~ Many know that Washington State University (WSU) is a national leader in agricultural research. Not so many know that WSU researchers are working to solve immediate, practical problems for growers, for example, in sweet cherry propagation:
Imagine ordering a piece of cherry pie at a restaurant, and being told that your pie would be delivered in two or three years. On your way out the door, you’d probably tell the waiter, “That’s no way to do business!” Orchard managers, however, have to place their orders for sweet cherry trees two to three years in advance of receiving and planting them.Cherries, like many fruit trees, have been traditionally propagated in soil at an open-air nursery:
To create the rootstock, a whip, or young branch, is planted horizontally in the ground, allowing it to generate multiple shoots. The young shoots may be assailed by frost, pests, and diseases. Costly pesticides are then applied. After a full year, the rootstock is old enough to be grafted to the scion, a woody shoot with buds that will become the fruit-producing part of the tree.WSU undergraduate Matthew Allan and student Tyson Koepke, under the supervision of Professor Amit Dhingra, pioneered a different approach. Using tissue culture techniques in the lab, they found they could better control environmental factors and optimize the growing conditions to produce better quality cherry trees in less time.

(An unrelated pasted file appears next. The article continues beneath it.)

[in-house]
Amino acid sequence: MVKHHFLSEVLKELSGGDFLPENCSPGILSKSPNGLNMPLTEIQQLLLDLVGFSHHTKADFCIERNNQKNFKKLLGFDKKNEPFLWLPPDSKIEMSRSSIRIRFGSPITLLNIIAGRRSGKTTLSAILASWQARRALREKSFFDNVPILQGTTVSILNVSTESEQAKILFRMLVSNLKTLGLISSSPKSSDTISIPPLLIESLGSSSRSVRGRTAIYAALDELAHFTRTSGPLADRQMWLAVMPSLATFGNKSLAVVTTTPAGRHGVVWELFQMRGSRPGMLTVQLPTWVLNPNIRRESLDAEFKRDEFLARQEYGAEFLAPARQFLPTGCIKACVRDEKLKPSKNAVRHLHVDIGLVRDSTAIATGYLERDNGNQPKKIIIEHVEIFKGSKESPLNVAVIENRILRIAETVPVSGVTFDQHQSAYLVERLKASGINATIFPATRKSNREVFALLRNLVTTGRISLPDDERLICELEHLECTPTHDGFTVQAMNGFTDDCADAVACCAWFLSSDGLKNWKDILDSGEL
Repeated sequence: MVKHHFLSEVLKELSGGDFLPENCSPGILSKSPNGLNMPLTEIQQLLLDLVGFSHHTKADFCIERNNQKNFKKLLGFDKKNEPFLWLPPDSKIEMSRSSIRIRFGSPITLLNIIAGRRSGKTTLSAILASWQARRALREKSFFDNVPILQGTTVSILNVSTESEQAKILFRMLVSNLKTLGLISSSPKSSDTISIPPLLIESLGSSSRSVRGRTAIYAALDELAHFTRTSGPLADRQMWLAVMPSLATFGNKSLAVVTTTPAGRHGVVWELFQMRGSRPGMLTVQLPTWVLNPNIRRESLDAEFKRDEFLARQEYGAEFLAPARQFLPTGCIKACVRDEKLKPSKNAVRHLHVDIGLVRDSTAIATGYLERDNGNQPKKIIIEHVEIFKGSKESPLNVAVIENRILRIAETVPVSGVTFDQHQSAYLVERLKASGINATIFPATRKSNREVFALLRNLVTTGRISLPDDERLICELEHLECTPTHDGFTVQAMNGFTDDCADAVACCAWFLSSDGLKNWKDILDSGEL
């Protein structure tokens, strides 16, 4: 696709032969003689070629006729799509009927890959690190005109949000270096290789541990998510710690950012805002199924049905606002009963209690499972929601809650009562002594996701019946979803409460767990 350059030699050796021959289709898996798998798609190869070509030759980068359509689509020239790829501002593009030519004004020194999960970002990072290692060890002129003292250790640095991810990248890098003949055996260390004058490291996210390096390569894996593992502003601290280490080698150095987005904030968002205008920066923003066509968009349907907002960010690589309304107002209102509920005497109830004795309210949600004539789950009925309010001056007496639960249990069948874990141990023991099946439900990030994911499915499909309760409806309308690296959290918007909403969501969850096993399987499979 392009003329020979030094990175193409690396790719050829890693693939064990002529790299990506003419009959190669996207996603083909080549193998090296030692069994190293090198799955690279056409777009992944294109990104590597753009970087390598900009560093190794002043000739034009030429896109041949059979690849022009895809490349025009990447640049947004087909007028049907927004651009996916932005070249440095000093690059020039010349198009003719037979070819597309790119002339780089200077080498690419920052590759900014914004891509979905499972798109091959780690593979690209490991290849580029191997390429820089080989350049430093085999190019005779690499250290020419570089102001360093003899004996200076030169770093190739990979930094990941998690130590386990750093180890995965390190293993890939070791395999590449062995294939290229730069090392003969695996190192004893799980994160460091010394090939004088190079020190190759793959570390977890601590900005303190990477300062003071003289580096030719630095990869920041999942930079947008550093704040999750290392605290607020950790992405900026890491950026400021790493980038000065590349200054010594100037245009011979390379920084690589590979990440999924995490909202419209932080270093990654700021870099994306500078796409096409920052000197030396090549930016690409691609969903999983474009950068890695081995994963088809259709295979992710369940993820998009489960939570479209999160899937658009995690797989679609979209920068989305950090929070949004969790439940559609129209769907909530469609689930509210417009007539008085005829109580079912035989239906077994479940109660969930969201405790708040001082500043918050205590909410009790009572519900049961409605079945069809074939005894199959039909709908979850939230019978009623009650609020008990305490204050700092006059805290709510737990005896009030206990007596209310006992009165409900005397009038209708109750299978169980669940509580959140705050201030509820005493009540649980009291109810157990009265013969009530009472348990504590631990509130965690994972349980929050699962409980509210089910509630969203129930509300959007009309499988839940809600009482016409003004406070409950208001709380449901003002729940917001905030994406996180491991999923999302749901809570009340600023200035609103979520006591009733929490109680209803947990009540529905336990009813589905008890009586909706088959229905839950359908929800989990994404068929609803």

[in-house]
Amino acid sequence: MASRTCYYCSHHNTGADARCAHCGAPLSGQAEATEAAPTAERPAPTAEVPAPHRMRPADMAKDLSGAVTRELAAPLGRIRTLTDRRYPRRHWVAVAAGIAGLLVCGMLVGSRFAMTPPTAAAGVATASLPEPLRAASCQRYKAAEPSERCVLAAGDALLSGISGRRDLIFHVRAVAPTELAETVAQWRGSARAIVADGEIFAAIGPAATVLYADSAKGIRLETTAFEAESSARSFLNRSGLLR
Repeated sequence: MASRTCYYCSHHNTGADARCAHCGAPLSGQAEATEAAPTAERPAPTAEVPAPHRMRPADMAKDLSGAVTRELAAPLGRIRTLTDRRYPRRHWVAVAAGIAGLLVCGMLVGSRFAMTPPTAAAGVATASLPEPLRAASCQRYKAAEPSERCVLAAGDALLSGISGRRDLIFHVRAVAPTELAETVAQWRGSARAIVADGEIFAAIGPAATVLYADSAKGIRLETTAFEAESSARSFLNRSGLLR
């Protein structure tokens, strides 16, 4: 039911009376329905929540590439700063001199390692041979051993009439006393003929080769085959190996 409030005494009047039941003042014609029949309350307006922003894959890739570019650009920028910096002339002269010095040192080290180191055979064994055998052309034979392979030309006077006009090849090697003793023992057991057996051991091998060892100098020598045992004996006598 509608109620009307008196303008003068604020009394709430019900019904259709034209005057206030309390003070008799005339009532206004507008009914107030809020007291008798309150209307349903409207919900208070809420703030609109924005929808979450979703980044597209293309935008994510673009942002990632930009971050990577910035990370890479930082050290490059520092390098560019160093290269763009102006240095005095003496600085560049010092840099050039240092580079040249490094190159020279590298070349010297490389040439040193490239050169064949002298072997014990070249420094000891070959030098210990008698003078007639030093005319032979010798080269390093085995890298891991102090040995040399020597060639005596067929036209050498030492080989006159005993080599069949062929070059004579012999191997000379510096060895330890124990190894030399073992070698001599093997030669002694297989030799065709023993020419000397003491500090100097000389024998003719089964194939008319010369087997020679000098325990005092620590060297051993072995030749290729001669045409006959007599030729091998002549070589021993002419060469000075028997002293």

The research is part of a broader set of intellectual property licensed by WSU to Phytelligence, which intends to produce commercial quantities of cherry and other fruit trees using the techniques.
We wanted to see if it was possible to get an orchard-ready tree within a year, instead of two to three years.It is possible; the next step is to produce cherry trees in larger quantities that growers can buy and plant. Phytelligence founders Dhingra and Koepke are working to do just that.
Cross-posted from the Phytelligence blog.